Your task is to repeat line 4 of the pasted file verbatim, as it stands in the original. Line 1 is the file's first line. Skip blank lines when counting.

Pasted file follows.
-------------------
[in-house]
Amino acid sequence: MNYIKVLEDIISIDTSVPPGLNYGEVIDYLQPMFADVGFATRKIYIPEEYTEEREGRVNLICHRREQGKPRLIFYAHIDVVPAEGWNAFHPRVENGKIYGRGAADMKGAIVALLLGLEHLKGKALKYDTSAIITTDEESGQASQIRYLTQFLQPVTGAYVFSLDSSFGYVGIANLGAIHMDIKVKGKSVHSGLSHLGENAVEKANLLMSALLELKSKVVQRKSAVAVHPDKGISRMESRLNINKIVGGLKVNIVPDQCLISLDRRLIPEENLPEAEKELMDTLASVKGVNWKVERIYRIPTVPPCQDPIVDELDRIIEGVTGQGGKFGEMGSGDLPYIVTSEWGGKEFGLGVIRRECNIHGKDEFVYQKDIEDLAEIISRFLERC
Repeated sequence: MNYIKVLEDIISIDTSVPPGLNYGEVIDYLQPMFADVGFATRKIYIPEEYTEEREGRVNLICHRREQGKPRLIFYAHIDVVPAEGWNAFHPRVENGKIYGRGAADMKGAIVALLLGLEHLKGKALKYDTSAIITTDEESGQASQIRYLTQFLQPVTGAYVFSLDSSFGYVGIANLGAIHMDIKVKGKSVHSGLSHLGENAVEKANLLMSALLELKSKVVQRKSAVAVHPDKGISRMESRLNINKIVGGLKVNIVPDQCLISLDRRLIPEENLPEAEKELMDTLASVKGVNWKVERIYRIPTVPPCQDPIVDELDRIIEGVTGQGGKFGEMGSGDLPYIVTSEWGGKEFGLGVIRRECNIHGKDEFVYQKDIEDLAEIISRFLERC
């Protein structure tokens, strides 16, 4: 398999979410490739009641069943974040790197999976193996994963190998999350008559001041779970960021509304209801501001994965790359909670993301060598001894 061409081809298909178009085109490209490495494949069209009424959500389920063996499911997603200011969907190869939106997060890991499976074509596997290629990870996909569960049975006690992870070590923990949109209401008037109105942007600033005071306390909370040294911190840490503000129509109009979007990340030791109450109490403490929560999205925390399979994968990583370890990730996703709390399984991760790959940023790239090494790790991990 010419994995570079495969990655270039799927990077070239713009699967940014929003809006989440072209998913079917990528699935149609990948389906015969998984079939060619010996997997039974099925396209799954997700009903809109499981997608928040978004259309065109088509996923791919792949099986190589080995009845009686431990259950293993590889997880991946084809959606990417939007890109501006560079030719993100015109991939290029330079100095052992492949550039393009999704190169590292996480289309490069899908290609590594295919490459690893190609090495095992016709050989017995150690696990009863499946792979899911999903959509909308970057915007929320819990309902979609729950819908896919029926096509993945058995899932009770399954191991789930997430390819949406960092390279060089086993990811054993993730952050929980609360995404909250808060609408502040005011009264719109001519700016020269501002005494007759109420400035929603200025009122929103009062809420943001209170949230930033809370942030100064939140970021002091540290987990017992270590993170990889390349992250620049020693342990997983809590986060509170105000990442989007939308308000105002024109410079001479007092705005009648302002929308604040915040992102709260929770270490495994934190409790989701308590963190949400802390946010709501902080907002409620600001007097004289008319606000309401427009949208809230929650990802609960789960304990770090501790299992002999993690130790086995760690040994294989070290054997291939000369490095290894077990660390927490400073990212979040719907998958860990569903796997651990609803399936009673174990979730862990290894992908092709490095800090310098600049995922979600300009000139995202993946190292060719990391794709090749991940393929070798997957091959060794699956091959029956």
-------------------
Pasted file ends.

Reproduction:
């Protein structure tokens, strides 16, 4: 398999979410490739009641069943974040790197999976193996994963190998999350008559001041779970960021509304209801501001994965790359909670993301060598001894 061409081809298909178009085109490209490495494949069209009424959500389920063996499911997603200011969907190869939106997060890991499976074509596997290629990870996909569960049975006690992870070590923990949109209401008037109105942007600033005071306390909370040294911190840490503000129509109009979007990340030791109450109490403490929560999205925390399979994968990583370890990730996703709390399984991760790959940023790239090494790790991990 010419994995570079495969990655270039799927990077070239713009699967940014929003809006989440072209998913079917990528699935149609990948389906015969998984079939060619010996997997039974099925396209799954997700009903809109499981997608928040978004259309065109088509996923791919792949099986190589080995009845009686431990259950293993590889997880991946084809959606990417939007890109501006560079030719993100015109991939290029330079100095052992492949550039393009999704190169590292996480289309490069899908290609590594295919490459690893190609090495095992016709050989017995150690696990009863499946792979899911999903959509909308970057915007929320819990309902979609729950819908896919029926096509993945058995899932009770399954191991789930997430390819949406960092390279060089086993990811054993993730952050929980609360995404909250808060609408502040005011009264719109001519700016020269501002005494007759109420400035929603200025009122929103009062809420943001209170949230930033809370942030100064939140970021002091540290987990017992270590993170990889390349992250620049020693342990997983809590986060509170105000990442989007939308308000105002024109410079001479007092705005009648302002929308604040915040992102709260929770270490495994934190409790989701308590963190949400802390946010709501902080907002409620600001007097004289008319606000309401427009949208809230929650990802609960789960304990770090501790299992002999993690130790086995760690040994294989070290054997291939000369490095290894077990660390927490400073990212979040719907998958860990569903796997651990609803399936009673174990979730862990290894992908092709490095800090310098600049995922979600300009000139995202993946190292060719990391794709090749991940393929070798997957091959060794699956091959029956």